Swedish brand wants to prove the safety capabilities of its electric car. The crashed C30 electric car shows how the high-voltage batteries and cables remain intact after a collision.
Volvo has put on display at its stand at the Detroit auto show a crashed car.
More than that, it's a crashed electric car, the Volvo C30 EV.
"We are the first car maker in the world to show what a truly safe electric car looks like after a crash," said Volvo Cars CEO Stefan Jacoby.
Clearly playing to its strengths, given its reputation for safety, Volvo wanted to show how the C30 electric car's high-voltage batteries and cables remain undamaged in the event of a collision. The danger is, of course, of an electrical mishap in the event of a crash where the high-voltage cables can pose a threat to passengers and rescue personnel.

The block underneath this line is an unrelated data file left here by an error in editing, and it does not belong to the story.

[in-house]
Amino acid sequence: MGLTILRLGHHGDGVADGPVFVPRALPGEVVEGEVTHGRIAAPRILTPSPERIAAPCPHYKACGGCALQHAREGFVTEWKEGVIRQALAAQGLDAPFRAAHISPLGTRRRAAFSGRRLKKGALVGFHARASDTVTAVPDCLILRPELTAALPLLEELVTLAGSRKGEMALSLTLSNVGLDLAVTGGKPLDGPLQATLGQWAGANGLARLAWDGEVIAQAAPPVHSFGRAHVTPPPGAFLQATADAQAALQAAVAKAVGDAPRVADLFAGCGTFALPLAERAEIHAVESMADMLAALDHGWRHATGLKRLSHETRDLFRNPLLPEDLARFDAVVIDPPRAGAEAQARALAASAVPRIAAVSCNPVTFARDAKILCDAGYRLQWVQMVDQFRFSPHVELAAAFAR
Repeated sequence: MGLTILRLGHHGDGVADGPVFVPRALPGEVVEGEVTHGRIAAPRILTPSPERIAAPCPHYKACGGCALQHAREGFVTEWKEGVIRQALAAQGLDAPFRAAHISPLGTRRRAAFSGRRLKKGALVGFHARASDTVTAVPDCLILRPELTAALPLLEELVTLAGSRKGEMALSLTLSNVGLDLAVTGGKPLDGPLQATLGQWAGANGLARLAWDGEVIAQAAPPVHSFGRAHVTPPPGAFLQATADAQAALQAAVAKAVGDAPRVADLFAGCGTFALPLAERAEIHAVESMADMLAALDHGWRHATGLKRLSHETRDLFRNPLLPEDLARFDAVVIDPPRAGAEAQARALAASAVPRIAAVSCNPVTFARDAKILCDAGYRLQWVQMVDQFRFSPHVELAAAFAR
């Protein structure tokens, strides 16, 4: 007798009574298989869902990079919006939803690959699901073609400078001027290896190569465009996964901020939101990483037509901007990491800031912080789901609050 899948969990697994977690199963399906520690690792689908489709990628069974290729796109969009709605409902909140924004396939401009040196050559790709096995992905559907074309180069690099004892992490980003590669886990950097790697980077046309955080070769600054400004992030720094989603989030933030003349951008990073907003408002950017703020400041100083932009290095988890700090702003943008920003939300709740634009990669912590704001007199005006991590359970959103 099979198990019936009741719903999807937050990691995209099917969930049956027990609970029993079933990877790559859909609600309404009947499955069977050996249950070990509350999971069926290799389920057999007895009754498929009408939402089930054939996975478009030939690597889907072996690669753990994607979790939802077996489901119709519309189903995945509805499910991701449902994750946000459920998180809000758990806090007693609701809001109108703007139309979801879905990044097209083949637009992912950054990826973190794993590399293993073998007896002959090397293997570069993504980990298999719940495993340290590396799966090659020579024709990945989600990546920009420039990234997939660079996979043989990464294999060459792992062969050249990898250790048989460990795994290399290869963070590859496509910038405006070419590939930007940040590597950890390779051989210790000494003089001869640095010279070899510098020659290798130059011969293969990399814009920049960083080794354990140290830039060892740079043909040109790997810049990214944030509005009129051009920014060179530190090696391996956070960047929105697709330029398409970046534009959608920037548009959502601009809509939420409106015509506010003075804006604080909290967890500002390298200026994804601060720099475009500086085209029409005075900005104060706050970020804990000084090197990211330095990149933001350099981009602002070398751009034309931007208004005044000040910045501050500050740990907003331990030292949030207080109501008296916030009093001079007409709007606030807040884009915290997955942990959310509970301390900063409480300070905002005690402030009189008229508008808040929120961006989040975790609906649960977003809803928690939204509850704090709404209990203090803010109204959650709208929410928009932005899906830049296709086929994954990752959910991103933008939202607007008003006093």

The C30 electric car was subject to a 64 km/h (40 mph) off-set frontal collision test. The test proves how the key electrical components of the car remain intact.
"We believe that not everyone that [is] now launching or is in the process of launching electric cars are approaching the safety challenges as we are. But Volvo will never compromise on its stringent safety demands," Jacoby said.